Technology's holy grail is the development of a "perfect" Quantum Computer. Traditional computers recognize information as bits: binary information representing "On" or "Off" states. A quantum computer uses qubits: operating in superposition, a qubit exists in all states simultaneously -- not just "On" or "Off," but every possible state in-between. It would theoretically be able to instantly access every piece of information at the same time, meaning that a 250 qubit computer would contain more data than there are particles in the universe. IBM thinks it's closer than ever to realizing this dream and if you want to know more, we have the full details after the break.
The system has serious ramifications in the fields of science, technology, medicine and security -- the latter because it can try every conceivable password to access a system within a second. However, for now, this computer remains science fiction rather than science fact. In the same way that you understand the Copenhagen interpretation of Quantum Physics, qubits are negatively affected by both observation and interaction -- the vulnerability of these materials to interference from heat, radiation and defective materials means you can't trust the answers it provides, called quantum decoherence. Being able to produce a qubit of sufficient "integrity" that you can trust the results is what has eluded scientists for decades.
In a few short hours, however, IBM is going to present three brand-new records to the American Physical Society that could change all of that. Using its R&D know-how, and some of the world's most powerful freezers, it's developed methods of easily building, maintaining and even increasing the integrity of a qubit to the point that it's now very close to the minimum standard required by the research community. David DiVincenzo, professor at the Institute of Quantum Information thinks that the company is "nearly at the tipping point."
Taking technology developed at Yale, its three dimensional superconducting qubit was able to extend the duration of each qubit's quantum state to up to 100 microseconds: a short time for you and me, but a lifetime for a computer that theoretically knows everything. The papers, entitled "Superconducting qubit in waveguide cavity with coherence time approaching 0.1ms" and "Complete universal quantum gate set approaching fault-tolerant thresholds with superconducting qubits" will be made available after the presentation later this morning and it's hoped that scientists can now concentrate upon error correction schemes to further enhance the technology. Part of the revelation is that IBM built the qubits using traditional commercial chip fabrication technology: meaning that if the final ceiling is breached, it would be possible to mass-produce the technology very rapidly at scale.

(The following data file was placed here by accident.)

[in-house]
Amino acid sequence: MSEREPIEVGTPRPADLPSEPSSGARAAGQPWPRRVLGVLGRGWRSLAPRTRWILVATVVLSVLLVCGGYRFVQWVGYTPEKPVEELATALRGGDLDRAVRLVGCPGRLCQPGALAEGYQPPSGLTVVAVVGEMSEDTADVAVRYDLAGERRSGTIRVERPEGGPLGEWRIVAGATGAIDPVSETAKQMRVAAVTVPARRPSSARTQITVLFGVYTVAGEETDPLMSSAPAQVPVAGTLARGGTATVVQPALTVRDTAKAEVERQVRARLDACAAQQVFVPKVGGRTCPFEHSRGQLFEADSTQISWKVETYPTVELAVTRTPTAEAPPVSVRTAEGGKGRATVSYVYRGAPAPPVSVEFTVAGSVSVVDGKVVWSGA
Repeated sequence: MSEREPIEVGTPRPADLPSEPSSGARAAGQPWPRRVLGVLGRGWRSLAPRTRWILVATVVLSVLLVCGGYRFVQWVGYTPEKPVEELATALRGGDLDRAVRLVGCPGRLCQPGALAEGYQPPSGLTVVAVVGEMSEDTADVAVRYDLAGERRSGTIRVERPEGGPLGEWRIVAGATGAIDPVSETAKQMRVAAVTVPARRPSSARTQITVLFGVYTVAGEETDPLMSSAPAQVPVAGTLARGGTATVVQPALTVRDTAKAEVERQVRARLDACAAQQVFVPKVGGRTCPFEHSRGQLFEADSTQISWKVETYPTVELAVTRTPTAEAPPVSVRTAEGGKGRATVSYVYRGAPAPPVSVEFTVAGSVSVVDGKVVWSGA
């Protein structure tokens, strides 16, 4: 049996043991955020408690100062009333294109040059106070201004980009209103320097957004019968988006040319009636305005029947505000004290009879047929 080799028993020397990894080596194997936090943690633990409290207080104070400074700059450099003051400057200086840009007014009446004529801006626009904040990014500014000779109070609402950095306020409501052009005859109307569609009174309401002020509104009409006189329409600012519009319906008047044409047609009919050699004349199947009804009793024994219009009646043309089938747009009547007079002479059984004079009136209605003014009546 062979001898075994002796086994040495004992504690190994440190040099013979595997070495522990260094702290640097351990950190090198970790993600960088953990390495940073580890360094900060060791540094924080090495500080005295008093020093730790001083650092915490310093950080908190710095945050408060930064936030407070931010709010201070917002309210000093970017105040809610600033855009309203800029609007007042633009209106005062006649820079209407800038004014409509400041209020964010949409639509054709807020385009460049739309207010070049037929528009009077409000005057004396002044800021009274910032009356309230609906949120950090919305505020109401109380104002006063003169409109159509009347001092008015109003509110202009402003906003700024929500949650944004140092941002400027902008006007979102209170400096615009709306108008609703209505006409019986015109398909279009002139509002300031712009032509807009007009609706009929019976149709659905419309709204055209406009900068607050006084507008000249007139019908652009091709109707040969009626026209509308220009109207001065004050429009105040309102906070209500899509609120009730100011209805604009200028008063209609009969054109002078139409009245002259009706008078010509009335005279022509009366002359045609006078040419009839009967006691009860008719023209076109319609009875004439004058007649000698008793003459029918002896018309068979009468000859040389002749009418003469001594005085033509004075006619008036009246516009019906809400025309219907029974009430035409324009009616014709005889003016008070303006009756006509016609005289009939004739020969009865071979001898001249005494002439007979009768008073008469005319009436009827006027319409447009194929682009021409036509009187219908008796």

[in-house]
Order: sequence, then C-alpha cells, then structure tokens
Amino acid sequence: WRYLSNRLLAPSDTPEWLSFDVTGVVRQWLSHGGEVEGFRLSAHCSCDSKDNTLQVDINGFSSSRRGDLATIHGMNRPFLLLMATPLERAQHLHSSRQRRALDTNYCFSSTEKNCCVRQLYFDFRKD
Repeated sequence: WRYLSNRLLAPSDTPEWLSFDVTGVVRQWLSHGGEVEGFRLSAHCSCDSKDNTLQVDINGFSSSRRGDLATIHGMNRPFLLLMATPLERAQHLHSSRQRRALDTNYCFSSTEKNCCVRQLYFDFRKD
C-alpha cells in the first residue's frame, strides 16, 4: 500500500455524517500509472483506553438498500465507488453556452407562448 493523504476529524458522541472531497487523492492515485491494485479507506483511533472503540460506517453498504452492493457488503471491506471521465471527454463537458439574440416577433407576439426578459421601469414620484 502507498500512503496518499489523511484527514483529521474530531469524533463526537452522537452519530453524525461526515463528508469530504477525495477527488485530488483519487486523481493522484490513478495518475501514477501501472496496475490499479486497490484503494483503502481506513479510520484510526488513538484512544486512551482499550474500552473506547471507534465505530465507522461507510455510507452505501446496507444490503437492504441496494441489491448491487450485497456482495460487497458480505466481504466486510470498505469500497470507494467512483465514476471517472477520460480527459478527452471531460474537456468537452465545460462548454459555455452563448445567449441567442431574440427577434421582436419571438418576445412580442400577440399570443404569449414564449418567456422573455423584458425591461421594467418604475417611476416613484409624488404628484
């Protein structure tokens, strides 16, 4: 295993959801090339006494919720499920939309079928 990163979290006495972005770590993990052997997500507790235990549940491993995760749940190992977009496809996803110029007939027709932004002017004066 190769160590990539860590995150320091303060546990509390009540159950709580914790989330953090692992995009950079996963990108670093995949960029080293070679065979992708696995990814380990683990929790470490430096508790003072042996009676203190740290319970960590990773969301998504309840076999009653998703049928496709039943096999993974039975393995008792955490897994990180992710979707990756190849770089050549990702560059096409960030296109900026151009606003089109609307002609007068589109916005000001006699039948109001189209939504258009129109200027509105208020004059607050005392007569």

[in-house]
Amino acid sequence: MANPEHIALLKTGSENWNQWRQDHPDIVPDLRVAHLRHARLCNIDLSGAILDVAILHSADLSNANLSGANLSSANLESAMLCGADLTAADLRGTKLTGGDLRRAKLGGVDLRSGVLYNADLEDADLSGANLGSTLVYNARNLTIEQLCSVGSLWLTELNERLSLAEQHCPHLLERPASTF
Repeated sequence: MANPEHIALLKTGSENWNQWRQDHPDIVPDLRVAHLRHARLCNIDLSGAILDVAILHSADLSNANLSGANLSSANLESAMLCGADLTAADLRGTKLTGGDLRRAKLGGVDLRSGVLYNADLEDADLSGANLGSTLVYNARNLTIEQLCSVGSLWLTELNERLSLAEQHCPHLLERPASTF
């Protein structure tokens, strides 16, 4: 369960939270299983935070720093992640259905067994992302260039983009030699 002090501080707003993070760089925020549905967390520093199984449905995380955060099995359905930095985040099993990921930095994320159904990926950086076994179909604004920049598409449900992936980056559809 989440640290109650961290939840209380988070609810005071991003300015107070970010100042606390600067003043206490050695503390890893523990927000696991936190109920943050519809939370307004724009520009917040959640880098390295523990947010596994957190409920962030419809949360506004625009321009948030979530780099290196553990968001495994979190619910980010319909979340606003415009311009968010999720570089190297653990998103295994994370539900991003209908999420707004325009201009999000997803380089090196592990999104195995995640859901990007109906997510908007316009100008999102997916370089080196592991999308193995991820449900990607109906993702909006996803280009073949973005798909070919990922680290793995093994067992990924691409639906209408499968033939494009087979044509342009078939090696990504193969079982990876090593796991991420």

So, it looks as if IBM has made some Major Breakthroughs in actually realizing a fully functional Quantum Computer. They are even saying that they believe they have nearly reached the "Tipping Point". If what they say is true, and they are indeed as close as they say, in our generation the World may very well change more drastically then we would have once thought possible, for either the better or for the worse. So what do you guys think about this all?
spurgeonryan said: I read most of it. Totally beyond me what it is all about. What does it actually mean? What will soon be possible and why are they at a tipping point? None the less, still very exciting times!
Imagine computing and processing at a speed which was previously though unfathomable. For example, a single Quantum Computer could do an entire years worth of Simulation Folding on a multitutde of current supercomputers for something like Cancer in a matter of an hour, or maybe even less. This will advance and change technology and science in a way that the average person can't even begin to understand. This opens up countless doors into a totally different world devoid of disease and plentiful in prosperity for example. The potential is staggering, however scary at the same time, the question is what this kind of power will be used for when it comes to fruition. I also embedded a video in the OP to further shed light on the concepts.
Thank you for that explaination. So basically instead of it taking ten years or however long it took to map the human genome, it will be like nothing. You are right! If that is the case then it will be a lot.
Bananaking was right, I was wrong. Like he always is. About the 3DS not selling at least 19.999 million in 2013...
spurgeonryan said: Thank you for that explaination. So basically instead of it taking ten years or however long it took to map the human genome, it will be like nothing. You are right! If that is the case then it will be a lot.
Indeed! Can't wait to see what happens, I'm both excited and terrified :P